utility is also evaluating plans for capturing and transporting adult fish
around the reservoir.
at current reservoir levels, downstream juvenile fish passage will occur as it
has in the past.
the Wanapum pool is drawn down for any length of time, it could cause problems
for spawning salmon and steelhead that need access to Rock Island fish ladders.
Rock Island, owned by Chelan PUD, is the next project upstream from Wanapum.
is collaborating with other PUD and federal dam operators to assure adequate
flows down through the system. The Hanford Reach below Grant’s Priest Rapids
Dam will not likely be greatly affected, though Wanapum reservoir’s limited
storage capabilities has been called on to make sure flows downstream were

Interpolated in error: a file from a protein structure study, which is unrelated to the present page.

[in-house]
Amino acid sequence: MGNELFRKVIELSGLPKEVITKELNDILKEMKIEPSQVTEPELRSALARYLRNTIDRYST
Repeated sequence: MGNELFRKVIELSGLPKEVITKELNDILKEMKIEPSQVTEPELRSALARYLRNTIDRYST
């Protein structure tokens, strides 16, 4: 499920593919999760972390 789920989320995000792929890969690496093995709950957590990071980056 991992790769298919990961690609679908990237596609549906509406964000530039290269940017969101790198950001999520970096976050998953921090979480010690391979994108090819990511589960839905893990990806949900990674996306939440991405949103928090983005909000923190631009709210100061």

adequate to keep fall chinook salmon eggs covered with water, and also protect
fry that emerge from those eggs.
Washington Department of Fish and Wildlife’s Bill Tweit called Wanapum pool “a
24-hour storage tool” that has been called on in the past to supplement
downstream flows. The most utilized tool is Grand Coulee Dam 200 miles upstream.
Its reservoir, Lake Roosevelt, has the most storage capacity in the
mid-Columbia. Grand Coulee is operating throughout the winter and early spring
to provide water to cover Hanford Reach, as well as chum eggs farther
of spring chinook returns that are imminent, “upstream passage is our first
priority,” Tweit told the Northwest Power and Conservation Council on
Wednesday. He filled the Council in on fish return projections for 2014.
and hauling fish, particularly late in the summer season, is likely not a top
option, Tweit said. Sockeye salmon spawners, which migrate in summer toward the
Okanogan and Wenatchee river basins, in particular are known often to be
negatively affected by overhandling.